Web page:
Don't Miss Out on the Opportunity for a Spousal IRA

Don’t Miss Out on the Opportunity for a Spousal IRA

  • Learn more about the benefits of spousal IRAs.
  • Find out the compensation requirements for contributing to a spousal IRA.
  • Discover the maximum contribution allowed for spousal IRAs.
  • Which is the better choice: a traditional or a Roth IRA?

One frequently overlooked tax benefit is the spousal IRA. Generally, IRA contributions are only allowed for taxpayers who have compensation (the term “compensation” includes wages, tips, bonuses, professional fees, commissions, taxable alimony received, and net income from self-employment). Spousal IRAs are the exception to that rule. They allow a non-working or low-earning spouse to contribute to his/her own IRA, otherwise known as a spousal IRA. A spouse may do this as long as they have adequate compensation.

A non-working or low-earning spouse has the same maximum amount contribution as the working spouse ($6,000 for 2020). If the non-working spouse’s age is 50 or older, that spouse can also make “catch-up” contributions (limited to $1,000), raising the overall contribution limit to $7,000. These limits apply provided that the couple together has compensation equal to or greater than their combined IRA contributions.


Tony has a job and his W-2 for 2020 equals $100,000. His wife, Rosa, age 45, has a small income from a part-time job totaling $900. Rosa’s compensation equals less than the contribution limit for the year. So, she can base her contribution on their combined compensation ($100,900). Thus, Rosa can contribute up to $6,000 to an IRA for 2020.

Don't Miss Out on the Opportunity for a Spousal IRA

Spousal IRA Types

The contributions for both spouses can be made either to a traditional or Roth IRA, or split between them as long as the combined contributions don’t exceed the annual contribution limit. Caution: The deductibility of the traditional IRA and the ability to make a Roth IRA contribution are generally based on the taxpayer’s income:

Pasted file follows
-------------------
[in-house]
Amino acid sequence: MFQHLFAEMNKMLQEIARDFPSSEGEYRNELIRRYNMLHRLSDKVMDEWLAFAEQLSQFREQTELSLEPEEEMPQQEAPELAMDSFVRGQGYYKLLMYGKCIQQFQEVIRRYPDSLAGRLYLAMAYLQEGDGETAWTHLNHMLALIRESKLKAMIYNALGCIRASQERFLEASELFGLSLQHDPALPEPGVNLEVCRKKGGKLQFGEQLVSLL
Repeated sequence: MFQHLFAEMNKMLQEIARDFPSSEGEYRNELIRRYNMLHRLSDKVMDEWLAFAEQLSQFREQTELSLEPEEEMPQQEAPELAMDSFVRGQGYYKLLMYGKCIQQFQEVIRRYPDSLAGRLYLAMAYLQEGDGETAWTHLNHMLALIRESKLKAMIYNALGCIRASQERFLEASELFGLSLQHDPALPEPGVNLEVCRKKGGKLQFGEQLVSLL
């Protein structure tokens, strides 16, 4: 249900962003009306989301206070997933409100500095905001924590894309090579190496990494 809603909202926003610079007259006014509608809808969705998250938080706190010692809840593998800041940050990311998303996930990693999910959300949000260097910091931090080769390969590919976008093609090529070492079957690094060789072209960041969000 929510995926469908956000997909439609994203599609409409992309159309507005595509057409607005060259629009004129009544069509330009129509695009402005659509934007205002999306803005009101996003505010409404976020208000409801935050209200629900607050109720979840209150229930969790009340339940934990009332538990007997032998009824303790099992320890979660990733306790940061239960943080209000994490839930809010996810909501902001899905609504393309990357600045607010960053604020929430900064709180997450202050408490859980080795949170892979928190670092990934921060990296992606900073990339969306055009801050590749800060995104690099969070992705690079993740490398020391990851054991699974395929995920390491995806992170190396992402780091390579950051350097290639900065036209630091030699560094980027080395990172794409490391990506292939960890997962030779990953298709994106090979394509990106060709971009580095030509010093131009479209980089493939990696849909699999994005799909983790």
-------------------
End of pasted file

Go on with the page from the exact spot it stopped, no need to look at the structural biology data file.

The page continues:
• Traditional IRAs – The traditional IRA has no income limit that restricts contributions. However, if the working spouse actively participates in any other qualified retirement plan, a tax-deductible contribution can be made to the IRA of the non-participant spouse. This can only occur if the couple’s adjusted gross income (AGI) doesn’t exceed $196,000 in 2020 (up from $193,000 in 2019).
  • Roth IRAs – Roth IRA contributions are never tax deductible. Contributions to Roth IRAs are allowed in full if the couple’s AGI doesn’t exceed $196,000 in 2020 (up from $193,000 in 2019). The contribution ratably phases out for AGIs between $196,000 and $206,000. This has increased from a range of $193,000 to $203,000 in 2019. Thus, no contribution is allowed to a Roth IRA once the AGI exceeds $206,000.


Rosa, from the previous example, can designate her IRA contribution as either a deductible traditional IRA or a nondeductible Roth IRA because the couple’s AGI is under $196,000. Had the couple’s AGI been 201,000, Rosa’s allowable contribution to a deductible traditional or Roth IRA would have been limited to $3,000 because of the phase-out. However, she could have contributed the other $3,000 to a traditional IRA and designated it as nondeductible.

Want to discuss IRAs or need assistance with your retirement planning? Call Fiducial at 1-866-FIDUCIAL or make an appointment at one of our office locations to discuss your situation.

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